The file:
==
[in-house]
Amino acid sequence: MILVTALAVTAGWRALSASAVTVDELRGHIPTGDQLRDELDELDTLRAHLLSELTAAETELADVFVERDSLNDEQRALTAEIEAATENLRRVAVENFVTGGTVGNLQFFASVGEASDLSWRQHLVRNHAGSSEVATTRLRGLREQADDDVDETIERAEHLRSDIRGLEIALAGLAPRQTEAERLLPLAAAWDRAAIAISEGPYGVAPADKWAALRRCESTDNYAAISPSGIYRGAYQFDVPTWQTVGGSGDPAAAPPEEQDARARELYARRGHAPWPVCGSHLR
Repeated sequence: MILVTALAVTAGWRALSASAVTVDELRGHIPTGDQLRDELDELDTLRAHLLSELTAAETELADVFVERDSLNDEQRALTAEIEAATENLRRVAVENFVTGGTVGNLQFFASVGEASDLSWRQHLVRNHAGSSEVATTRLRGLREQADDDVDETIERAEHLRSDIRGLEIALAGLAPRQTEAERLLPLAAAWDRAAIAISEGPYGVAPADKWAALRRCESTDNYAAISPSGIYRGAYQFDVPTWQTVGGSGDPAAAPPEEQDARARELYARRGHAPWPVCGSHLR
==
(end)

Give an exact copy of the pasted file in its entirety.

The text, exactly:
[in-house]
Amino acid sequence: MILVTALAVTAGWRALSASAVTVDELRGHIPTGDQLRDELDELDTLRAHLLSELTAAETELADVFVERDSLNDEQRALTAEIEAATENLRRVAVENFVTGGTVGNLQFFASVGEASDLSWRQHLVRNHAGSSEVATTRLRGLREQADDDVDETIERAEHLRSDIRGLEIALAGLAPRQTEAERLLPLAAAWDRAAIAISEGPYGVAPADKWAALRRCESTDNYAAISPSGIYRGAYQFDVPTWQTVGGSGDPAAAPPEEQDARARELYARRGHAPWPVCGSHLR
Repeated sequence: MILVTALAVTAGWRALSASAVTVDELRGHIPTGDQLRDELDELDTLRAHLLSELTAAETELADVFVERDSLNDEQRALTAEIEAATENLRRVAVENFVTGGTVGNLQFFASVGEASDLSWRQHLVRNHAGSSEVATTRLRGLREQADDDVDETIERAEHLRSDIRGLEIALAGLAPRQTEAERLLPLAAAWDRAAIAISEGPYGVAPADKWAALRRCESTDNYAAISPSGIYRGAYQFDVPTWQTVGGSGDPAAAPPEEQDARARELYARRGHAPWPVCGSHLR